A cast iron grill pan differs from a regular frying pan in that it has raised, parallel ridges covering the cooking surface. The ridges mimic a metal grill, both by allowing fats to drip away from the food and by creating grill lines on the food's surface. If a recipe calls for a grill pan and you don't have one, there are several other things you can use as a grill pan alternative.
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Frying Pan or Griddle
The only difference between a grill pan or stove top grill and a frying pan or griddle are the ridges. While some foods, like vegetables, will cook differently in a flat pan, a regular frying pan can be used instead of a grill pan for things like sausages, burgers and chicken. At the end of the cooking time, transfer the food to a plate lined with paper towels, a step that's not necessary with the grill pan, to absorb the excess grease.
Electric Countertop Grill
An electric countertop grill works in the same way as a grill pan. Instead of using a stove top burner to heat the ridged surface, the surface is self-heating. Most electric grills use a timer that cuts off the heat when the time is up to avoid overcooking food. Electric grills also commonly close, so their two surfaces heat the food simultaneously. Adjust the time to account for the top surface, or follow the recipe using the bottom surface only of the open grill.
Broiler Substitutes for Grill Pans
The broiler in your oven is also an alternative to a grill pan for foods that will saute in a frying pan, such as vegetables. It's also a substitute for cooking grilled chicken, steak, salmon and kabobs that will give it a charred surface -- basically, it's like grilling from the top instead of the bottom. When substituting the broiler for a grill pan in a recipe, do not rely on the recipe's cooking times. Check the food frequently as it cooks, and turn it as you would with a grill, so it cooks evenly.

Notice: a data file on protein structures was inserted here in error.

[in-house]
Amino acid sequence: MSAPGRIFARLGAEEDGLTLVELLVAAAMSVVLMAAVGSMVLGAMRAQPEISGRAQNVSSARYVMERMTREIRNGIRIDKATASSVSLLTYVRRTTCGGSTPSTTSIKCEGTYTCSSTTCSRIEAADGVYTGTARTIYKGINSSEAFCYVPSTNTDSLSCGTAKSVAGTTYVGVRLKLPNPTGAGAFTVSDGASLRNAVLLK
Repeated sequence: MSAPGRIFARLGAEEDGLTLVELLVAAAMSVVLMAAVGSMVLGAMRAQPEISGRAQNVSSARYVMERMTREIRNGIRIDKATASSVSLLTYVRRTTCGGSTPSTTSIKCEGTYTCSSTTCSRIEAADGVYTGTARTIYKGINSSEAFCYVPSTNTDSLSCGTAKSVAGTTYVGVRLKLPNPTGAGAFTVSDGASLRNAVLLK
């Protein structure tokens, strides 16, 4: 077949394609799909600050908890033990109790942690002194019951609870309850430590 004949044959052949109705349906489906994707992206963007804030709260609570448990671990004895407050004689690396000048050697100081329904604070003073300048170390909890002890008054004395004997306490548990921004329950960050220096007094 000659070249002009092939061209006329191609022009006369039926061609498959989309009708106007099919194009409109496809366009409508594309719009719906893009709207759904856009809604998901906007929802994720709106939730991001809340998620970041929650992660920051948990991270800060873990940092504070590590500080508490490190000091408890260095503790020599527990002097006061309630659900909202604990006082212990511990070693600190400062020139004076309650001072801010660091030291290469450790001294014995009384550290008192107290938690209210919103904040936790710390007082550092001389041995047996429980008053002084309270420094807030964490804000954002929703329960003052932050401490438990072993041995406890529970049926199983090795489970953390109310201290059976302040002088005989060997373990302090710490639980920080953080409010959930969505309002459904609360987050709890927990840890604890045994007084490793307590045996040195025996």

Outdoor Grill Alternative
While a grill pan is really a substitute for an outdoor grill, an outdoor charcoal or gas grill can also be used when a recipe calls for a grill pan. The cooking temperature of an outdoor grill may vary, so adjust the cooking times. Don't cover the grill when following a grill pan recipe. Instead, place the food on the grill over direct heat and turn it periodically.
Delaware-based Daisy Cuinn has been writing professionally since 1997, when she became the features editor for her local biweekly music newspaper. She has been a staff writer and contributor to online and offline magazines, including "What It Is!," Celebrations.com and Slashfood. Cuinn holds a Bachelor of Fine Arts from Temple University.